“It [the REDD+ agreement] recognizes the critical role of forests in the global effort to tackle climate change,” said former New Zealand Prime Minister and current United Nations Development Programme (UNDP) Administrator Helen Clarke.

However, there remains considerable concern over allegations that REDD+ is open to corruption and manipulation, especially by the so-called ‘carbon cowboys’ from the financial industry and the big-polluters of the energy industry.

Forests and you

While 1.6 billion people — some of whom will be involved in REDD+ programmes — do depend directly on forests for their livelihoods, the other 5.4 billion people also have a strong interest in ensuring that the world’s forests are protected and indeed thrive.

If we look around our houses and offices, we can see that much of our building structures and furniture, not to mention reading materials, toilet paper and disposable chopsticks are basically processed forest products.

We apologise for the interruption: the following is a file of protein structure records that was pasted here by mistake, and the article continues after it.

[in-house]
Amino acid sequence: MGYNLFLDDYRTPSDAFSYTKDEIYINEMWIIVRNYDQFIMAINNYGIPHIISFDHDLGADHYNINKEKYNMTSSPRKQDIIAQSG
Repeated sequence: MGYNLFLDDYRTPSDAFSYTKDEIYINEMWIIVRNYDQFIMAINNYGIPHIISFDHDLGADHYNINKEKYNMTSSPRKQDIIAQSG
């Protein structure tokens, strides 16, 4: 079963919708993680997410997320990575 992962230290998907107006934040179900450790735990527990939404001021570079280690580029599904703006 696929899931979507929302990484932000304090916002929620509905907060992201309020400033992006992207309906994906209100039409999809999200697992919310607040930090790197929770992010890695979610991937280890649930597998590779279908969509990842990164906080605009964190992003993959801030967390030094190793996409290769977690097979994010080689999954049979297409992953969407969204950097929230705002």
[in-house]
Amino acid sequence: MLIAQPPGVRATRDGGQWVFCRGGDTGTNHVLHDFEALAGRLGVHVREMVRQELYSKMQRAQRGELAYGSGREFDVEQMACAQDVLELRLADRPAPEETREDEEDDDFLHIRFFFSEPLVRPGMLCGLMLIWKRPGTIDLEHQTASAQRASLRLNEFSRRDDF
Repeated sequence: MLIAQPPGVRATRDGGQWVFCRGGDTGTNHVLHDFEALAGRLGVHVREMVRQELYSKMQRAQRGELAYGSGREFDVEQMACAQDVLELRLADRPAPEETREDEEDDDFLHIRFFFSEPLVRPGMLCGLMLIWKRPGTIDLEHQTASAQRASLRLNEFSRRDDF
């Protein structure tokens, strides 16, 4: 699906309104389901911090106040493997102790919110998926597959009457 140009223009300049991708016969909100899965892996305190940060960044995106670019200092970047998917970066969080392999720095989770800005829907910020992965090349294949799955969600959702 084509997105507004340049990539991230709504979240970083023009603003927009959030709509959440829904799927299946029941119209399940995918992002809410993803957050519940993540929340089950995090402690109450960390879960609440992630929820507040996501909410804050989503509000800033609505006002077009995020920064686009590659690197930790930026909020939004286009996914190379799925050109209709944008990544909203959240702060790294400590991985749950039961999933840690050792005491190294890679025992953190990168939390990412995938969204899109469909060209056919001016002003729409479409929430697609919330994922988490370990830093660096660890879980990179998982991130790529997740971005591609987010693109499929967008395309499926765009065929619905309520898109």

However, the connection between our lifestyles and forests, for those who do not live in them, can easily be overlooked. As Jan McAlpine, Director of the United Nations Forum on Forests (UNFF) explains, the focus of international forestry advocacy has so far been on preventing deforestation and planting trees and not on the link between forests and people. This is something that the awareness-raising campaign  explicitly wants to change.

“We would like to go broader and explain that there is a positive relationship between forests and people.

“You need to know some deforestation is a natural part of the cycle of life but we need to make sure it’s balanced; hence the idea of sustainable forest management where you have both use, but also complete protection. And, the International Year of Forests we believe will emphasise that aspect while, of course, it also recognises the biodiversity value of forests”.

Hopefully as part of this drive, people will be provided with practical information to help them. The Forest Stewardship Council (FSC), active since 1993, is a global, non-profit labelling and certification organisation for forest products. FSC claims to ensure that products bearing the FSC label are “used from responsibly harvested and verified sources”. This initiative could be one useful information source for those considering their next furniture purchase, for example.  The associated Rainforest Alliance certifies other popular products, such as coffee and cocoa grown in forest areas.